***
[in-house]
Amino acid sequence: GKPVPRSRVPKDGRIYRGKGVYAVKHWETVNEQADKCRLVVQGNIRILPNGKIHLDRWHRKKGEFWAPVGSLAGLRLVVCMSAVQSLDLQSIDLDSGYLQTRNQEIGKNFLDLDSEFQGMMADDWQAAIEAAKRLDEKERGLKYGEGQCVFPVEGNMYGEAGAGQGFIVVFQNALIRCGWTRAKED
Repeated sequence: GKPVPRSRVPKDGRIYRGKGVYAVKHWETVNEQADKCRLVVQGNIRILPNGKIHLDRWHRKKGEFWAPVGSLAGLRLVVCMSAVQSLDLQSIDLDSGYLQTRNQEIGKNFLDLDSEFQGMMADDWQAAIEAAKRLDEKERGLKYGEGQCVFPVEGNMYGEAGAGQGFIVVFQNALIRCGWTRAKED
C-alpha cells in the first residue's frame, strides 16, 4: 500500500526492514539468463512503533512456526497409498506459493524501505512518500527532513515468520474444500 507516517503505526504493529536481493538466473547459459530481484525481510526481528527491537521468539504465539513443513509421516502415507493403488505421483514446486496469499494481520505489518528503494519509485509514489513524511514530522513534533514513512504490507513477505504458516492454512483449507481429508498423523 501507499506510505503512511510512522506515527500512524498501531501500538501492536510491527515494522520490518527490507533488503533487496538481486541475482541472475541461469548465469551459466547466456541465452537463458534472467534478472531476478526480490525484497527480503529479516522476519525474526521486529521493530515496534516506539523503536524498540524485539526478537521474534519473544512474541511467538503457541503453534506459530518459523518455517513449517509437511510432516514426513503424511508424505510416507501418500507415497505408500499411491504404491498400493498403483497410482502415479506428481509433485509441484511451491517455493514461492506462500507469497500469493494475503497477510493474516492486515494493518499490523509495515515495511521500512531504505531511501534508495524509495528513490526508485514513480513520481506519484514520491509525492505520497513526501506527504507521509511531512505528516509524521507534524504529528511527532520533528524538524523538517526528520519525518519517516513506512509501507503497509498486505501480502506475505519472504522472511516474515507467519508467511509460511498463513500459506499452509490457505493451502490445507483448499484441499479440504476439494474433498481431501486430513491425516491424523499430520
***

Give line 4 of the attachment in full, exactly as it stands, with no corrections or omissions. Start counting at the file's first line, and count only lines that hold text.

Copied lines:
C-alpha cells in the first residue's frame, strides 16, 4: 500500500526492514539468463512503533512456526497409498506459493524501505512518500527532513515468520474444500 507516517503505526504493529536481493538466473547459459530481484525481510526481528527491537521468539504465539513443513509421516502415507493403488505421483514446486496469499494481520505489518528503494519509485509514489513524511514530522513534533514513512504490507513477505504458516492454512483449507481429508498423523 501507499506510505503512511510512522506515527500512524498501531501500538501492536510491527515494522520490518527490507533488503533487496538481486541475482541472475541461469548465469551459466547466456541465452537463458534472467534478472531476478526480490525484497527480503529479516522476519525474526521486529521493530515496534516506539523503536524498540524485539526478537521474534519473544512474541511467538503457541503453534506459530518459523518455517513449517509437511510432516514426513503424511508424505510416507501418500507415497505408500499411491504404491498400493498403483497410482502415479506428481509433485509441484511451491517455493514461492506462500507469497500469493494475503497477510493474516492486515494493518499490523509495515515495511521500512531504505531511501534508495524509495528513490526508485514513480513520481506519484514520491509525492505520497513526501506527504507521509511531512505528516509524521507534524504529528511527532520533528524538524523538517526528520519525518519517516513506512509501507503497509498486505501480502506475505519472504522472511516474515507467519508467511509460511498463513500459506499452509490457505493451502490445507483448499484441499479440504476439494474433498481431501486430513491425516491424523499430520